COVID-19 | Impacts on Food Waste

Originally posted on in May 2020.

Food supply chains are complex systems with carefully orchestrated operations spread across the world. The food we purchase locally often makes a long, closely monitored journey before reaching our supermarkets. As commendable as that sounds, today’s advanced food supply networks are not without shortcomings and are not immune to times of crisis.

On any regular day, inefficiencies along the food supply chain and improper management at the household level see 30% of all food that is produced ending up as waste.1 However, the past few weeks have been anything but ordinary. As the COVID-19 pandemic alters our everyday lives, it also impacts how our food is produced, procured and consumed.


According to a 2015 estimate, in high-income countries, around half of the total food waste comes from households.1 This makes consumers the biggest contributors to food waste. As a result of the coronavirus crisis, consumers’ food purchasing habits have changed drastically. Regular trips to the market to buy groceries have been replaced by stockpiling large quantities of shelf-stable foods.

Stockpiling might not result in waste immediately, but in the coming months, large amounts of food items stocked in our pantries might exceed their ‘use by’ dates and end up in the bin. Even when purchased in regular quantities, perishables such as bread, dairy products, vegetables, and fruits are amongst the most wasted food products.2 Purchasing these foods in excess will most likely increase their wastage as well.


Besides consumer behaviour, other changes in the food supply chain can also cause food waste. Restriction on movement and migration will affect the harvest of seasonal fresh produce. In Germany for instance, growers of white asparagus fear that their crop might go to waste this year because seasonal workers from eastern Europe are not allowed to cross the border.3 Depending on how long international borders remain closed, several other agricultural sectors that employ migrant workers might be faced with wasted produce.4

Similarly, due to catering businesses and restaurants being shut down, farmers and wholesale suppliers are stuck with sizeable quantities of fresh produce and food ingredients. Dutch potato farmers must now deal with a million tons of unsold potatoes because they can no longer be sold to catering businesses that turn them into the into fries – a popular snack in the country.5 Livestock and fishery businesses must also recalibrate their operations to match the sudden change in demand or risk wasting their products. Unlike preserved products, pivoting the course of perishable food supply chains is immensely challenging.


The situation, however, is not without a silver lining. While the scale of the current crisis is unprecedented, so is our access to information and technology. From social media users sharing ideas for utilising kitchen scraps to community-led initiatives for food redistribution, food is being treated as a valuable shared resource. Innovative interventions to ensure food security, and in turn minimise food waste, are making appearances all over the world.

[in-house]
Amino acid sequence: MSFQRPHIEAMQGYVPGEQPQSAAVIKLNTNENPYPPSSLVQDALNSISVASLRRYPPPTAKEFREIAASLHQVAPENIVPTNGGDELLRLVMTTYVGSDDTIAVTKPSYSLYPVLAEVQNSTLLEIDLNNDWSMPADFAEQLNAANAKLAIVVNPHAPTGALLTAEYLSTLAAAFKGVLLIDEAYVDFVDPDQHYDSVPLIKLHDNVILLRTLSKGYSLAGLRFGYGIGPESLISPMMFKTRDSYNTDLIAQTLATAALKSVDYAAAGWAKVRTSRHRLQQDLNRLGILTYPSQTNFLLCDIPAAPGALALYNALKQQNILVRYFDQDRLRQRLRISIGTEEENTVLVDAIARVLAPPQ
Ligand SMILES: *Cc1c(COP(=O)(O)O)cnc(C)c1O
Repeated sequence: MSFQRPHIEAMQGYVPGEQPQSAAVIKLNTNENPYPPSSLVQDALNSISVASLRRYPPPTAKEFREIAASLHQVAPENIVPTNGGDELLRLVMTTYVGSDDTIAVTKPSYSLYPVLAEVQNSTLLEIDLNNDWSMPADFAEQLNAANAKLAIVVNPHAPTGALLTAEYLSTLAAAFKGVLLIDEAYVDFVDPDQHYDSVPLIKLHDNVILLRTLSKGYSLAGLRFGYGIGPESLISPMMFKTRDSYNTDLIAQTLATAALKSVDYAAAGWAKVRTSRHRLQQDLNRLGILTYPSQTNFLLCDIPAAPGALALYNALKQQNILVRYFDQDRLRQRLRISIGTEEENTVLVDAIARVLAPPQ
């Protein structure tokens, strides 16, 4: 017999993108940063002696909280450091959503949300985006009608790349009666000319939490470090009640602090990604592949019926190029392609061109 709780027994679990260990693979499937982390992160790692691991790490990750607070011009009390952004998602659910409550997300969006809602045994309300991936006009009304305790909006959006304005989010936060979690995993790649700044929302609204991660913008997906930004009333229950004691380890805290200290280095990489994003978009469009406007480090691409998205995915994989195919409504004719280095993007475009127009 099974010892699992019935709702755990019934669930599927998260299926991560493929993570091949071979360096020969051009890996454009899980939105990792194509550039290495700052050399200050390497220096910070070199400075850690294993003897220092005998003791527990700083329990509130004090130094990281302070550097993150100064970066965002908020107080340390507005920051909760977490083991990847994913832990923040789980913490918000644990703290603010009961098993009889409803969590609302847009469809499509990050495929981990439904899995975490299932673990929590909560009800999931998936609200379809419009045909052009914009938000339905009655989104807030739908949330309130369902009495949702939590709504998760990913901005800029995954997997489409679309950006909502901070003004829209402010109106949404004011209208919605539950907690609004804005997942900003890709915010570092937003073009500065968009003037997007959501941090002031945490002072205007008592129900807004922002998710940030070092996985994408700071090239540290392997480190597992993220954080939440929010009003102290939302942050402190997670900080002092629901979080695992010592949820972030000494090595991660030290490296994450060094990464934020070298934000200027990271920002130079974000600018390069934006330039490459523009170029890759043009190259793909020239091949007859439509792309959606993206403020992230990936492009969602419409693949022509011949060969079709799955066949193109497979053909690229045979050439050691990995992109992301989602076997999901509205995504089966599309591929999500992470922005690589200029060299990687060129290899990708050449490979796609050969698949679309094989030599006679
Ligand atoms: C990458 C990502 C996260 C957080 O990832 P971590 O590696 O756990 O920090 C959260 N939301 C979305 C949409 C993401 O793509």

Hubei, the epicentre of the outbreak in China, ended up with several thousand tons of unsold food products.6 After transportation restrictions were lifted on March 25th, a large portion of these products was saved from going to waste because people from across the country purchased them rapidly and eased Hubei’s burden. Many spontaneous initiatives have been organised in countries that are at an earlier stage of the pandemic as well.  In the Netherlands, a non-profit digital marketplace has been set up for suppliers with excess stock to sell their products directly to consumers.7 The Norwegian government is encouraging those who have lost their jobs because of the crisis to take up temporary employment in the agricultural sector and replace migrant workers this season.8 Several organisations such as Disney parks in the US and supermarkets in Belgium have donated their excess supplies to foodbanks.9,10

Adaptations such as these show us that through collective action, we are capable of rapidly bringing about systemic change. The pandemic will most likely increase food waste, but it might also leave us with new perspectives and ideas to tackle the problem. Through small actions such as purchasing only how much we can consume, or supporting local initiatives to reduce food waste, we can help improve the situation to a great extent – during the COVID-19 crisis and long after it ends.


  1. Global initiative on food waste reduction”. Food and Agriculture Organization of the United Nations. Accessed 30 April 2020.
  2. “Consumer food waste fact sheet”. Netherlands Nutrition Centre. Accessed 30 April 2020.
  3. “German asparagus season faces peril as coronavirus shuts out pickers.” Reuters. Accessed 30 April 2020.
  4. “When borders close, who will pick the crops?”. The Economist. Accessed 30 April 2020.
  5. “With no fries sold, Dutch farmers face billion kilo potato pile.” Reuters. Accessed 30 April 2020.
  6. “500,000 tons of surplus vegetables sold in Hubei thanks to joint efforts”. China Global Television Network. Accessed 30 April 2020.
  7. “Horecaleveranciers starten platform” Misset Horeca. Accessed April 2020.
  8. “Norwegian Food Body Welcomes Move To Employ Agriculture Workers”. European Supermarket Magazine. Accessed 30 April 2020.
  9. “Walt Disney World donates food after coronavirus fears close parks, hotels, stores.” Fox 35 Orlando. Accessed 30 April 2020.
  10. “Belgian supermarkets donate 460,000 meals to food banks.” The Brussels Times. Accessed 30 April 2020.

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